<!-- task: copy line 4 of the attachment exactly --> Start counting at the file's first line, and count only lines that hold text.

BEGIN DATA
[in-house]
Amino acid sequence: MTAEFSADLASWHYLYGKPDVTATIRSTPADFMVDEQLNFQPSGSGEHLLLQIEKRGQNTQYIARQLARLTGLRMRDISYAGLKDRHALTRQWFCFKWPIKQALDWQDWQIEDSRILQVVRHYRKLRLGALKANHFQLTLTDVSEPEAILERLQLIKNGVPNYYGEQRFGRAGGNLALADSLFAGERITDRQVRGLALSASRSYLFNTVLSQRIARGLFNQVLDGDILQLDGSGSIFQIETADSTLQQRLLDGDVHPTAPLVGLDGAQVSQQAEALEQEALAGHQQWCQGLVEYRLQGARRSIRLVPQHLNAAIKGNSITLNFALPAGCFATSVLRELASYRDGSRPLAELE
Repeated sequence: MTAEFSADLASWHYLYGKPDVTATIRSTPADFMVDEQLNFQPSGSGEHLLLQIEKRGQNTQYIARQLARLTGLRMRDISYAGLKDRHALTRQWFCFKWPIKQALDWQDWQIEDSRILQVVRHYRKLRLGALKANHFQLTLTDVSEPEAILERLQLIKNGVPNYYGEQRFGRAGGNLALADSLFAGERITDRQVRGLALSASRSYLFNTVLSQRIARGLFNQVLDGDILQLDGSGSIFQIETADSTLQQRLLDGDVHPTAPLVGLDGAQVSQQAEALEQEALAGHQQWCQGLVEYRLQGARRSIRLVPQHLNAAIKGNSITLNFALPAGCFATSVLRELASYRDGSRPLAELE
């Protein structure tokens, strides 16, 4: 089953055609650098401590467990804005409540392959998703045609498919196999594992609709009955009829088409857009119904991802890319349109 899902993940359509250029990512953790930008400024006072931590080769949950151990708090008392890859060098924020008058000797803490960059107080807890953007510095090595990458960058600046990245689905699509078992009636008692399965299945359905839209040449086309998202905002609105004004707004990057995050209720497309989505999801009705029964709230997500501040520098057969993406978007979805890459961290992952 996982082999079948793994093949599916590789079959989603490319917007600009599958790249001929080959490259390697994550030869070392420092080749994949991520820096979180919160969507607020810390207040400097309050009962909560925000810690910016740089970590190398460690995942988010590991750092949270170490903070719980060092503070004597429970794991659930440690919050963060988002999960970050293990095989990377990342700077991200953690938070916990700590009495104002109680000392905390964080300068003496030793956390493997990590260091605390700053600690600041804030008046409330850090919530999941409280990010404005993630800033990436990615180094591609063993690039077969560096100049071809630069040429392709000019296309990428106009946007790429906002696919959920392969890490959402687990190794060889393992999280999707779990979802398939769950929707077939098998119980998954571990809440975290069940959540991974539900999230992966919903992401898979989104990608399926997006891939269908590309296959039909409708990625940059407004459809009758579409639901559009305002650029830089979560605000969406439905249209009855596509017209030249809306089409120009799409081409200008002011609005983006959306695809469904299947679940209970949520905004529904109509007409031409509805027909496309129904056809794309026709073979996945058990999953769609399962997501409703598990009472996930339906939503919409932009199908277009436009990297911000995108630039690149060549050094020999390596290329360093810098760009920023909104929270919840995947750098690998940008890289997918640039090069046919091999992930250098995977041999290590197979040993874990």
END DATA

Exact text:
């Protein structure tokens, strides 16, 4: 089953055609650098401590467990804005409540392959998703045609498919196999594992609709009955009829088409857009119904991802890319349109 899902993940359509250029990512953790930008400024006072931590080769949950151990708090008392890859060098924020008058000797803490960059107080807890953007510095090595990458960058600046990245689905699509078992009636008692399965299945359905839209040449086309998202905002609105004004707004990057995050209720497309989505999801009705029964709230997500501040520098057969993406978007979805890459961290992952 996982082999079948793994093949599916590789079959989603490319917007600009599958790249001929080959490259390697994550030869070392420092080749994949991520820096979180919160969507607020810390207040400097309050009962909560925000810690910016740089970590190398460690995942988010590991750092949270170490903070719980060092503070004597429970794991659930440690919050963060988002999960970050293990095989990377990342700077991200953690938070916990700590009495104002109680000392905390964080300068003496030793956390493997990590260091605390700053600690600041804030008046409330850090919530999941409280990010404005993630800033990436990615180094591609063993690039077969560096100049071809630069040429392709000019296309990428106009946007790429906002696919959920392969890490959402687990190794060889393992999280999707779990979802398939769950929707077939098998119980998954571990809440975290069940959540991974539900999230992966919903992401898979989104990608399926997006891939269908590309296959039909409708990625940059407004459809009758579409639901559009305002650029830089979560605000969406439905249209009855596509017209030249809306089409120009799409081409200008002011609005983006959306695809469904299947679940209970949520905004529904109509007409031409509805027909496309129904056809794309026709073979996945058990999953769609399962997501409703598990009472996930339906939503919409932009199908277009436009990297911000995108630039690149060549050094020999390596290329360093810098760009920023909104929270919840995947750098690998940008890289997918640039090069046919091999992930250098995977041999290590197979040993874990």